Tunecore says typical artist sells $179 of music a year

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Tunecore says typical artist sells $179 of music a year

Post by @?,*???&? » Tue May 10, 2011 2:24 pm

Seriously.

And THIS is the state of the music industry.

http://www.digitalmusicnews.com/stories ... t=Netvibes

F---in incredible.

The original story:

http://digitalmusicnews.com/stories/042511tunecore

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Post by JGriffin » Tue May 10, 2011 3:23 pm

Just out of curiosity, how much did the "typical" artist sell per year in the 80s? The 90s?
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Post by MoreSpaceEcho » Tue May 10, 2011 6:07 pm

i think i made about $179 in royalties last year. paid for some sandwiches and stuff.

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Post by jhharvest » Tue May 10, 2011 10:21 pm

I'm not familiar with this TuneCore service but it looks like a digital distribution service. I guess the questions that remain with that kind of a calculation are:

Are all, or the majority, of TuneCore clients professional musicians who expect to sell any significant numbers?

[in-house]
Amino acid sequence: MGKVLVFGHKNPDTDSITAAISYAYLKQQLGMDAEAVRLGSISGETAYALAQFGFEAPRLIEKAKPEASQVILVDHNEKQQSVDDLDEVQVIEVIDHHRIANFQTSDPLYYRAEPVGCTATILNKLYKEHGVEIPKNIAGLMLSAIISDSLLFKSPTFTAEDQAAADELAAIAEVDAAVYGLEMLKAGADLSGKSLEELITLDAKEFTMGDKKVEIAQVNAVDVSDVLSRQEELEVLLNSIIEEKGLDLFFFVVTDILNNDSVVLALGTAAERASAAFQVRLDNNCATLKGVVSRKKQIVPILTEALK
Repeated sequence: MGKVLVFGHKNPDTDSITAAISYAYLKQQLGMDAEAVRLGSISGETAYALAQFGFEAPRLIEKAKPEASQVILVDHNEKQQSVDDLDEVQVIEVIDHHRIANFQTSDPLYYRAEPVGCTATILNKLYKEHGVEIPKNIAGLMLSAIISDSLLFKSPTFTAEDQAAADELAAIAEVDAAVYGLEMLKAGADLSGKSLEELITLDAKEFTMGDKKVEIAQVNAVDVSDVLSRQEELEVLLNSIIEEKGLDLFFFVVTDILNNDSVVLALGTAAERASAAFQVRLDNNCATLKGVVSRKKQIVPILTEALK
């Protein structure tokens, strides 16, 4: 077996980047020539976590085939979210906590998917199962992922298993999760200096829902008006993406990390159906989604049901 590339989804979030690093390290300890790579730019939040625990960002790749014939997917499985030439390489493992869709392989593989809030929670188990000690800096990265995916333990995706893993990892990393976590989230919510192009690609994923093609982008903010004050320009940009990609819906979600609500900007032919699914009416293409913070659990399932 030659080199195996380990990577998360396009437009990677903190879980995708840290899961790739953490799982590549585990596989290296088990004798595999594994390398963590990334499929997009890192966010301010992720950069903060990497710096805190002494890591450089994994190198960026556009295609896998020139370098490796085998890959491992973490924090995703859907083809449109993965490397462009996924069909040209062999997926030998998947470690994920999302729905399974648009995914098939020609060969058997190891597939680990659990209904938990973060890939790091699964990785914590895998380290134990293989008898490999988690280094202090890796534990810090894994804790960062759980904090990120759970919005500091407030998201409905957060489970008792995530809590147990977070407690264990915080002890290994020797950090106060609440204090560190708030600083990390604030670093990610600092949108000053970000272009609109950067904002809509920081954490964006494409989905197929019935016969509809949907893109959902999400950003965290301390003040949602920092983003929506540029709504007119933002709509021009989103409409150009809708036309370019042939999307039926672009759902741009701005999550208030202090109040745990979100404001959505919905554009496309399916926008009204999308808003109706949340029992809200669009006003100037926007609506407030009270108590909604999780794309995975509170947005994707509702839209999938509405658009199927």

Is TuneCore their only sales channel, or do they make money from other album sales as well?
If this is the average number, what is the median number? How about the third quartile, especially if not all TuneCore clients are professional musicians?

Basically I'm trying to say that averages aren't usually very useful for looking at this kind of data.

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Post by kslight » Wed May 11, 2011 5:51 am

Yeah but this is for Tunecore, a service generally dominated by amateur bands without label representation or management. There are probably a lot of groups that sell next to nothing on there, and a few that do okay. The service seems like a bit of a scedam anyway, its not like you need them to get on iTunes anyway. Any bands I think that are making decent sales will probably pursue a label to take it further.

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Post by kslight » Wed May 11, 2011 5:51 am

Yeah but this is for Tunecore, a service generally dominated by amateur bands without label representation or management. There are probably a lot of groups that sell next to nothing on there, and a few that do okay. The service seems like a bit of a scedam anyway, its not like you need them to get on iTunes anyway. Any bands I think that are making decent sales will probably pursue a label to take it further.

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Post by @?,*???&? » Wed May 11, 2011 7:44 am

kslight wrote:Yeah but this is for Tunecore, a service generally dominated by amateur bands without label representation or management.
*cough* You mean like non-barcoded, non-ISRC'd digital only, illegitimate releases? *cough*

bwaaaaaaahahahahahahahahaha

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Post by MoreSpaceEcho » Wed May 11, 2011 9:25 am

that stuff isn't even music.